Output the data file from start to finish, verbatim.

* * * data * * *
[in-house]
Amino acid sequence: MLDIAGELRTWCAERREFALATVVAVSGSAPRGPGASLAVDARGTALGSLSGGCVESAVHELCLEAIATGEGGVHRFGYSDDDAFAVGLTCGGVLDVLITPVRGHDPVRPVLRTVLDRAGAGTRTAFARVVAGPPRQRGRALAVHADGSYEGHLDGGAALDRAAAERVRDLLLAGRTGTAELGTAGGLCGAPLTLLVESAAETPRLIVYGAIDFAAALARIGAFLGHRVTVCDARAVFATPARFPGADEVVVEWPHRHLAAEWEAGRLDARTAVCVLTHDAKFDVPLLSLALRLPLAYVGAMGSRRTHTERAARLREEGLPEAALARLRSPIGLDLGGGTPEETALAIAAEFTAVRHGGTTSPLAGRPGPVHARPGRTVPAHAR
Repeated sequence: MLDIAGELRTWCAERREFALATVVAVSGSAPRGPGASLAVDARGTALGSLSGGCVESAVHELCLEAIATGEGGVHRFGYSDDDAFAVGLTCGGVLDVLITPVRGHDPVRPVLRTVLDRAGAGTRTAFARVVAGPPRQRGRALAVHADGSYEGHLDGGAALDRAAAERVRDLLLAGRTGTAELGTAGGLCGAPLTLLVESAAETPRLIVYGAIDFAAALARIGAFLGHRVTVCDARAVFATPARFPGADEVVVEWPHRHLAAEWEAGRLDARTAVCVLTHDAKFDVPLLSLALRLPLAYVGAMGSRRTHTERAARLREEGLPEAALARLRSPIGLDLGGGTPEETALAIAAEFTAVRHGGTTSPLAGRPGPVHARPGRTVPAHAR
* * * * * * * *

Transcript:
[in-house]
Amino acid sequence: MLDIAGELRTWCAERREFALATVVAVSGSAPRGPGASLAVDARGTALGSLSGGCVESAVHELCLEAIATGEGGVHRFGYSDDDAFAVGLTCGGVLDVLITPVRGHDPVRPVLRTVLDRAGAGTRTAFARVVAGPPRQRGRALAVHADGSYEGHLDGGAALDRAAAERVRDLLLAGRTGTAELGTAGGLCGAPLTLLVESAAETPRLIVYGAIDFAAALARIGAFLGHRVTVCDARAVFATPARFPGADEVVVEWPHRHLAAEWEAGRLDARTAVCVLTHDAKFDVPLLSLALRLPLAYVGAMGSRRTHTERAARLREEGLPEAALARLRSPIGLDLGGGTPEETALAIAAEFTAVRHGGTTSPLAGRPGPVHARPGRTVPAHAR
Repeated sequence: MLDIAGELRTWCAERREFALATVVAVSGSAPRGPGASLAVDARGTALGSLSGGCVESAVHELCLEAIATGEGGVHRFGYSDDDAFAVGLTCGGVLDVLITPVRGHDPVRPVLRTVLDRAGAGTRTAFARVVAGPPRQRGRALAVHADGSYEGHLDGGAALDRAAAERVRDLLLAGRTGTAELGTAGGLCGAPLTLLVESAAETPRLIVYGAIDFAAALARIGAFLGHRVTVCDARAVFATPARFPGADEVVVEWPHRHLAAEWEAGRLDARTAVCVLTHDAKFDVPLLSLALRLPLAYVGAMGSRRTHTERAARLREEGLPEAALARLRSPIGLDLGGGTPEETALAIAAEFTAVRHGGTTSPLAGRPGPVHARPGRTVPAHAR